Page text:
"Earth" is an all-star collaboration featuring over 30 high-profile guests, including Justin Bieber, Ariana Grande, Halsey, Adam Levine, Katy Perry and Ed Sheeran, with proceeds from the song benefiting various environmental organizations.
Upon its Hot 100 launch, Lil Dicky (aka, David Burd, 31) spoke with Billboard about the well-kept secret of the song's guest list and his talent of deftly mixing comedy and such an important cause.
Billboard: Congratulations on the debut! How does it feel to see the song and video received so well? Especially, considering the charity aspect.
Lil Dicky: It feels fantastic. Obviously, the better it is received, the wider-spread it becomes and the more money and awareness is raised, so that inherently is a great thing. But beyond that, I've been reading some of the comments and it's really reinforced the faith I have in humanity when I see all the togetherness that this song is creating.
I'm seeing a lot of accountability, too. A lot of people are making comments where they're taking some degree of personal ownership of this environmental crisis, saying things like, "We need to do better. I want to be better."
I really think people want to save this planet. And this song seems to be generating a lot of conversation around that desire, which was the main goal.
Has it been fun to see people marveling at how you put this song together essentially in secret? To get over 30 of the top names in music and pop culture and basically surprise the world with it is seemingly impossible in the social media age.
Yes, it's like I've been keeping this huge secret for years, and I've finally been allowed to jump on the rooftops and share it with everybody. And it's a secret that, upon its reveal, has been creating a lot of happiness and positivity, so it's even more satisfying for me on a personal level.
I feel relieved that it's finally out, but also very proud that we did this and are still doing this, together, as a group. This song couldn't just be one artist for it to have the impact it's having, and this Earth can't just be about one person having an impact either. We are in it together. The song feels like a microcosm of that reality.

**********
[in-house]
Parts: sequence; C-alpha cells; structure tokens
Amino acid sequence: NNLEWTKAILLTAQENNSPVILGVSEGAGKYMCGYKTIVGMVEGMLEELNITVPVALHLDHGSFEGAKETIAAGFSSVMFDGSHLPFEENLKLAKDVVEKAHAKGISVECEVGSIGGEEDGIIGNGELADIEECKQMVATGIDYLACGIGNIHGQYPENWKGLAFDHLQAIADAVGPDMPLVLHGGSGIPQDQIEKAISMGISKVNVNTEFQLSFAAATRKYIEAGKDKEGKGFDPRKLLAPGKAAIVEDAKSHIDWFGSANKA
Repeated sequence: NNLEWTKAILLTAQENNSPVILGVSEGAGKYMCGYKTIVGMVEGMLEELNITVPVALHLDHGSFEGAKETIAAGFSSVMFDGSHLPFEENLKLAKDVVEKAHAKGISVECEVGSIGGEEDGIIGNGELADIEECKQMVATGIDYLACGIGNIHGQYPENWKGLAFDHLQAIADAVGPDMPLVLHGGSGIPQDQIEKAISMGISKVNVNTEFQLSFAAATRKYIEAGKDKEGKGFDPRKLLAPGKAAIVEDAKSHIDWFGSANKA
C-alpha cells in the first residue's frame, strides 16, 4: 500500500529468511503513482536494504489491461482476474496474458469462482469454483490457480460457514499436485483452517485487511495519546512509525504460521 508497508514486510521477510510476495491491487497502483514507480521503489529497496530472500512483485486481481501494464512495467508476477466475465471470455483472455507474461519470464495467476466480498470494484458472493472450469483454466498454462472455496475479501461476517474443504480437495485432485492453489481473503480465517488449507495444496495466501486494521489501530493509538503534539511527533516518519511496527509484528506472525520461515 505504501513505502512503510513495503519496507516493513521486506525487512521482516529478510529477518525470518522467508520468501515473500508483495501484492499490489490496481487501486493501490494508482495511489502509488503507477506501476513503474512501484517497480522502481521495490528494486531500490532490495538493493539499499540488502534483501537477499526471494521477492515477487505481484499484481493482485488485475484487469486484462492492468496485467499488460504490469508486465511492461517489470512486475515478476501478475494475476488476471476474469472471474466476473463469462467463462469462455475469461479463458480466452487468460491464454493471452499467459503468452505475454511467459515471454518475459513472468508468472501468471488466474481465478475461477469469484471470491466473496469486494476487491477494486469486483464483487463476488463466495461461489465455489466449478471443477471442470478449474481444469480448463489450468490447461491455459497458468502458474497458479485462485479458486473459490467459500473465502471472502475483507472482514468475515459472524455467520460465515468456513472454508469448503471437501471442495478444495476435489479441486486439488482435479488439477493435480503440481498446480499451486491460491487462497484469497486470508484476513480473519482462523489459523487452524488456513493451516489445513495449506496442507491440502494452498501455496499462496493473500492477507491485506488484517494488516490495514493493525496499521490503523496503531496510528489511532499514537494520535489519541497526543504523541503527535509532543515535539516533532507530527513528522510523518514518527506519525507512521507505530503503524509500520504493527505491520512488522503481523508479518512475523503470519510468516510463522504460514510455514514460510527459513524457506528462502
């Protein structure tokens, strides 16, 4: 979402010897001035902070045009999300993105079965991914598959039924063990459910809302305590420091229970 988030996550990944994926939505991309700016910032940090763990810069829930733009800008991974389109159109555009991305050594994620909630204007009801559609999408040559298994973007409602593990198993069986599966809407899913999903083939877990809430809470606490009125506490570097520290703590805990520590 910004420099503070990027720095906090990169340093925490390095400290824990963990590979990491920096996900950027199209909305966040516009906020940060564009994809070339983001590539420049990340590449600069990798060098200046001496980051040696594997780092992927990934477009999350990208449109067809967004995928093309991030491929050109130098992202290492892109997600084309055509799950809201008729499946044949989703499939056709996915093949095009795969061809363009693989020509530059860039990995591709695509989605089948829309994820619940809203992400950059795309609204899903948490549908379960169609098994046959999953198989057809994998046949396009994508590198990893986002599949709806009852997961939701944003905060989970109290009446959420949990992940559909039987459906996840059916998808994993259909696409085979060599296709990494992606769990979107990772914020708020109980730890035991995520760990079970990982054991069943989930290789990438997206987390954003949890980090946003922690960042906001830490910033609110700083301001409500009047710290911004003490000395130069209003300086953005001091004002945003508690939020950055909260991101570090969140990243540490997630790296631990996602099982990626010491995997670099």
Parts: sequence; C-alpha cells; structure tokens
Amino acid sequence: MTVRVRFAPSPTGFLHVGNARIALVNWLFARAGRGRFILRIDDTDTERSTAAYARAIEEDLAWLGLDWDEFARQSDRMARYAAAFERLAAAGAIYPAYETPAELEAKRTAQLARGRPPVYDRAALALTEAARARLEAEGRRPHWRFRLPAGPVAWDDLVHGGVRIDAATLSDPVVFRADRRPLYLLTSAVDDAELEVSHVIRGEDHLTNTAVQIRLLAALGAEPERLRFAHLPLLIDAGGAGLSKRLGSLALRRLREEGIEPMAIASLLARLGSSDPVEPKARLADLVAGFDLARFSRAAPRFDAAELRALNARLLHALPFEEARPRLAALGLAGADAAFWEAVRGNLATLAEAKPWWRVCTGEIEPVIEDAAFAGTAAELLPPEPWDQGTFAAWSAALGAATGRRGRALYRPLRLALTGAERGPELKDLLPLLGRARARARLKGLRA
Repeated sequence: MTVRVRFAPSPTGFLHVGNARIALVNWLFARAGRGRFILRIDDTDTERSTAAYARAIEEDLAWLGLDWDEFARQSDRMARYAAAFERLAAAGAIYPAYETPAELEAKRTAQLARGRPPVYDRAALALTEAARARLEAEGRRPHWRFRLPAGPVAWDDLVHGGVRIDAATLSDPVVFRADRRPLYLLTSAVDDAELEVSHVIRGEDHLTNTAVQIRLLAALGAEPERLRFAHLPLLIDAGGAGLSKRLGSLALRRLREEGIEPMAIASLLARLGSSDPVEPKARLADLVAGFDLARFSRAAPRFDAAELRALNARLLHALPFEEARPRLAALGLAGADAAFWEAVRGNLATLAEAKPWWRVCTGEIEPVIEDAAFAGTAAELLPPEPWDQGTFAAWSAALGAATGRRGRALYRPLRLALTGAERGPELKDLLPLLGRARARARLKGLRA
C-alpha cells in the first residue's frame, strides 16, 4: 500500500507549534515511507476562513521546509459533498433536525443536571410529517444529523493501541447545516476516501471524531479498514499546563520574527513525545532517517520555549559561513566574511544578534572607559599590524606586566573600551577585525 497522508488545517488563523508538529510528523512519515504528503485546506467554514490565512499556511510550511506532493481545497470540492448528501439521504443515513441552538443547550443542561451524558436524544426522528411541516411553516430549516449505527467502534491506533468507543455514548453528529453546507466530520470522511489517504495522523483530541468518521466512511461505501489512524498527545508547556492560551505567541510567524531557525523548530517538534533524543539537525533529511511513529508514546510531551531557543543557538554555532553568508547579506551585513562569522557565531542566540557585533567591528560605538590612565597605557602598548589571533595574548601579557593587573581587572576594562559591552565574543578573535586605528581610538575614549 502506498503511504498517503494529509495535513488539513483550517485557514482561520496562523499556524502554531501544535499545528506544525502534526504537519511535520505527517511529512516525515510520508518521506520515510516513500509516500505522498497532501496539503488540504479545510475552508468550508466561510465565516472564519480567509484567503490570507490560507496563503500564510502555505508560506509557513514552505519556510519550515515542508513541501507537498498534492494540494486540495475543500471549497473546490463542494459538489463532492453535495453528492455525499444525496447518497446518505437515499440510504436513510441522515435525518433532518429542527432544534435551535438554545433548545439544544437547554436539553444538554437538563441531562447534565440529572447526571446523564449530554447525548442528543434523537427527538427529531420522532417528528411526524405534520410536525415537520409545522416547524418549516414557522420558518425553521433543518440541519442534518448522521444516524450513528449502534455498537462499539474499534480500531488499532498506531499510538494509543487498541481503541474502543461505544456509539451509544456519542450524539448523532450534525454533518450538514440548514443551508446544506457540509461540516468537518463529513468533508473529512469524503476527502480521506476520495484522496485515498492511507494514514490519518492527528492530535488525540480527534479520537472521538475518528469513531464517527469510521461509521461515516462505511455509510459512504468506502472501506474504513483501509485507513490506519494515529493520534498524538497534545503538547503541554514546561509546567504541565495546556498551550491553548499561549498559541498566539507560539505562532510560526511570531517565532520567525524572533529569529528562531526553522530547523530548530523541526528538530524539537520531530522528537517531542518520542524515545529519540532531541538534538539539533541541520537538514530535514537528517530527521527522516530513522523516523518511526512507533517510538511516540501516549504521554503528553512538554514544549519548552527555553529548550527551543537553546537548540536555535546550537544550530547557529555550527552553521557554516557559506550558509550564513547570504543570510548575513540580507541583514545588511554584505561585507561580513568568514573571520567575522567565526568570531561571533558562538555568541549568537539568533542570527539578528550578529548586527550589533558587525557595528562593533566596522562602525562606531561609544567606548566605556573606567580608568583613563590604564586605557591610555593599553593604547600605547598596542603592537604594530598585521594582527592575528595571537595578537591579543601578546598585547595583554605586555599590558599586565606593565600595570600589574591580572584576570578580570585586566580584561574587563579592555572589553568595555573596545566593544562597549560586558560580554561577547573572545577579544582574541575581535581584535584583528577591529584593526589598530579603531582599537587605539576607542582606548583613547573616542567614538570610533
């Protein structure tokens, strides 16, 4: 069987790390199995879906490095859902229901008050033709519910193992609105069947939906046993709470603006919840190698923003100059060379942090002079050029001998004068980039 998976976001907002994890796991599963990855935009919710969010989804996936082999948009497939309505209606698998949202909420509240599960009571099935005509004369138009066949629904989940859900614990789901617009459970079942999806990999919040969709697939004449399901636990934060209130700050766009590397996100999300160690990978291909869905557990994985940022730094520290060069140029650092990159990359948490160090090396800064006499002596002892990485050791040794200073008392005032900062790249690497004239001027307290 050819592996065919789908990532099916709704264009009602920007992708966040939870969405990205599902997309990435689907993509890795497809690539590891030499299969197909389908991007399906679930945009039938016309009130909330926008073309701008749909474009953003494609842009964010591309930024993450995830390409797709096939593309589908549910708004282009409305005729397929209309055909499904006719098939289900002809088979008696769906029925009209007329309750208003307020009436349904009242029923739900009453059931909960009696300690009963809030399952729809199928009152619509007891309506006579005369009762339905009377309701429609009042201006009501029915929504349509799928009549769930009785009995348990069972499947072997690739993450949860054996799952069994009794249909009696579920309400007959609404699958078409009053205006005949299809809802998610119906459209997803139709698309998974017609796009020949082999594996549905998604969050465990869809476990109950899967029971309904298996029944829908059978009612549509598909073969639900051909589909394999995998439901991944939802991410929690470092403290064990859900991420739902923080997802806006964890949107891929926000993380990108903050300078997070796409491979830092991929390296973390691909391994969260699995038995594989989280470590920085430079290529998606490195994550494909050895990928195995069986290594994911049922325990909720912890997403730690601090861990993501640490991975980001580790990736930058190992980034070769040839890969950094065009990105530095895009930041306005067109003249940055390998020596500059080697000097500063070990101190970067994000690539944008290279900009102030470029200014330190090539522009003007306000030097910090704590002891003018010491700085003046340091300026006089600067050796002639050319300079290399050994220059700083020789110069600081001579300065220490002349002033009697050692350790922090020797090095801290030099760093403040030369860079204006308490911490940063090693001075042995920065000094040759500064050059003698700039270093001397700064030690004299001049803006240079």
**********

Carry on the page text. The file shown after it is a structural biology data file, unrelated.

The song is a rare mix of humor and touching heartstrings. From the song to its video, do you feel that you found the right balance? Ultimately, perhaps the proof will be in how we all react to climate challenges while we still have a chance?
It was definitely a tricky balancing act, for sure. In all of my songs, I try to do a lot of things at once, whether it be making you laugh, maintaining musical integrity, lyricism, etc. This song needed to do so many things at once to be at its most effective. It needed to be catchy and digestible for all ages. It needed to be funny; I find humor to be the best way to break down walls and impact people. It needed to be accessible and not too abrasively edgy, yet not watered-down to the point of not being in my voice. It needed to have the type of gravity that could unify people, while simultaneously having enough levity to where it isn't feeling preachy or overbearing.
Probably the hardest balancing act of my career thus far, because you want to please everybody without doing too much or too little, while satisfying or getting approvals of over 30 artists at the same time. But, I am happy with where we netted out.
And, yes, let's see how we react to the climate crisis while there's still time to react. I think, minimally, this song helped get us talking about the fact that we should figure out a way how. I believe we can do it.